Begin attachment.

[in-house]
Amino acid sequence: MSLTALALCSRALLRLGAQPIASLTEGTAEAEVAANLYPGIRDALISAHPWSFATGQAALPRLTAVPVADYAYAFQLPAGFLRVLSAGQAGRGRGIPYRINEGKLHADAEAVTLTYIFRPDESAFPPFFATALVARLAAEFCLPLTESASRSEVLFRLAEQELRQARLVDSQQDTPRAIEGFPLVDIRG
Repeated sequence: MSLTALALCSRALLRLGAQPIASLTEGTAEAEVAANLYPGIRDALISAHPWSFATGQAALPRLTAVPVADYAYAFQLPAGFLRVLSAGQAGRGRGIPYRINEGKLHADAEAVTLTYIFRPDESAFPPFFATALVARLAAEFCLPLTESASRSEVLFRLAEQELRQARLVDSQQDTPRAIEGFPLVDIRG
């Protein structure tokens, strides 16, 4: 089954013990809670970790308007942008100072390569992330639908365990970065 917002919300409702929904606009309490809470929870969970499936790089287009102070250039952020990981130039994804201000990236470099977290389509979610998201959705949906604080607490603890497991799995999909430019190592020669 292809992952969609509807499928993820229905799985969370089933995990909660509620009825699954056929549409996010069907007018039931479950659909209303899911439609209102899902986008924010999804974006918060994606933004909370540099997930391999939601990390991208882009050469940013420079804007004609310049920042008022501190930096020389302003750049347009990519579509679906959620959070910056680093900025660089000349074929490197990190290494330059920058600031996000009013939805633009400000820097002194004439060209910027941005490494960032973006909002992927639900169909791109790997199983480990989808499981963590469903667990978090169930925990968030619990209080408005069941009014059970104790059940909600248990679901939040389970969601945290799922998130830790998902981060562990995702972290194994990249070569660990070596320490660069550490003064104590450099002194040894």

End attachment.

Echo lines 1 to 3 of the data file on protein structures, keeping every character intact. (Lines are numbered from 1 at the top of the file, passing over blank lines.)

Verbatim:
[in-house]
Amino acid sequence: MSLTALALCSRALLRLGAQPIASLTEGTAEAEVAANLYPGIRDALISAHPWSFATGQAALPRLTAVPVADYAYAFQLPAGFLRVLSAGQAGRGRGIPYRINEGKLHADAEAVTLTYIFRPDESAFPPFFATALVARLAAEFCLPLTESASRSEVLFRLAEQELRQARLVDSQQDTPRAIEGFPLVDIRG
Repeated sequence: MSLTALALCSRALLRLGAQPIASLTEGTAEAEVAANLYPGIRDALISAHPWSFATGQAALPRLTAVPVADYAYAFQLPAGFLRVLSAGQAGRGRGIPYRINEGKLHADAEAVTLTYIFRPDESAFPPFFATALVARLAAEFCLPLTESASRSEVLFRLAEQELRQARLVDSQQDTPRAIEGFPLVDIRG